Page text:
“Everyone just jumped in and started tearing things apart,” says Kellermeyer. “A steering rack is a pretty serious thing and we didn’t have one with us. My wife, Michaelle, jumped in a truck and drove to our home and brought us another rack. She made it just in time.”

His Matick Chevy-sponsored Corvette made it to the grid on time and Kellermeyer and top rival and close friend Tony Mac battled it out to the finish, with Kellermeyer winning.

“We had margins of victory this season that were within hundredths of a second,” says Kellermeyer. “It was mind-boggling.”

The off-season means Kellermeyer might have more time to ride horses at his Oakland County farm with his wife. He’ll work on his race cars in his shop.

Reflecting back over the race season, Kellermeyer says if he could redo any moment, it would be during races where he chose to turn one way instead of another to move forward in a race.

There were times, he says, when the “competition snuck in beside me.”

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Corvette driver Danny Kellermeyer often appeared in the winner's circle this season.

Here's more of Kellermeyer's take on his summer racing schedule.

What a season. How do you do it?

“Winning isn’t everything, but driving to your limit is. At competition school that I teach at Waterford Hills, I always ask drivers 'Who is your competition?' They will name people they know. But YOU are your own competition. You have got to figure out how much you can push yourself."

What drives you to keep racing?

“A lot of things – the relationships with people and sponsors. You get to sit down and talk about Matick Chevy. We have the Matick car there at races and people talk about that. I’ve made friends in racing over the years. I’ve always said if it’s not fun, I’m going to do something different.”

Who is your favorite driver and why?

“Paul Newman is my hero. He raced and set records when he was 78.”

You do your own work on the cars. What will happen in your shop over the off-season?

“I want to work on the C7 Corvette. I’ll rebuild the C6 I have. Most of it is fresh, but I still look at it all. All the suspension and bushings have to be relubed or replaced. We’ll go back out to start testing again in April.”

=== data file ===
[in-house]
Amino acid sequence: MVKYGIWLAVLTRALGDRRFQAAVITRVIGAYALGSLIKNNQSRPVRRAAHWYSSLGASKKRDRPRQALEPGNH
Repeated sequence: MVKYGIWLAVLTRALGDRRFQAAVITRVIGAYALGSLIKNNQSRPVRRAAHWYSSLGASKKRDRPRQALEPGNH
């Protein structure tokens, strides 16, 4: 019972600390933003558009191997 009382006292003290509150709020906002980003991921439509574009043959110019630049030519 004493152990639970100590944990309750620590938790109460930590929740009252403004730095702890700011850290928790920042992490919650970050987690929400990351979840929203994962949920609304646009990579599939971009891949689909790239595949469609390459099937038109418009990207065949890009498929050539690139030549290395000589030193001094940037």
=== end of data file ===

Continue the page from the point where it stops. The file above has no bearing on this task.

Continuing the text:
You are a member of the Flint Corvette Club. Will you see them again soon?

“We are doing something all the time. We have a large Daytona 500 party at my place (next one is Feb. 26). We have a big screen TV and we set up tables in the shop. About 100 or so came out last year. We break out the pizza and soft drinks and talk cars again. The racing Corvettes are there. Everybody likes to see something being built, especially the C7."

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Wins at Mid-Ohio helped Danny Kellermeyer capture two 2016 championships.

Ever worry about the danger that comes with racing?

“Well, at the last race at Mid-Ohio, I had to start from the back of the pack. We’d run half the race when another competitor had something break up ahead. He went left and right and then into a wall, and it knocked him unconscious."

"They bought the ambulance over and black-flagged the event. (In my position) I sat across from the ambulances and watched them cut the top off the car and helicopter (the driver) out. As I was sitting there, I was praying and hoping he was fine. But you look at that. That broken piece could happen to me."

“It’s a dangerous sport and that’s why you prep the car. I feel my prep work is top-notch and I don’t seem to be scared that could happen to me. I believe in God and so does Michaelle. (Someday) God will pull my number. Until then, that’s the way I’m going to live my life."

Matick Chevy Kellermeyer Boy Scouts 2016
Danny Kellermeyer loves to share his excitement for Corvettes and racing with youth and special groups.
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Racecar Driver John Heinricy Enjoys Running Autocross And HPDE While Helping Others Fine-Tune Their Cars

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John Heinricy instructs Corvette owners on how to drive their sports cars during a recent High Performance Driving Event on the National Corvette Museum's Motorsports Park racetrack.  

John Heinricy often doesn't knows what or where he might be driving any given weekend.

When he’s not racing his Corvettes or his Matick Chevy-sponsored Sonic, the Michigan racecar driver often spends time at road tracks and autocross courses training sports car enthusiasts on how to fine-tune and drive their vehicles.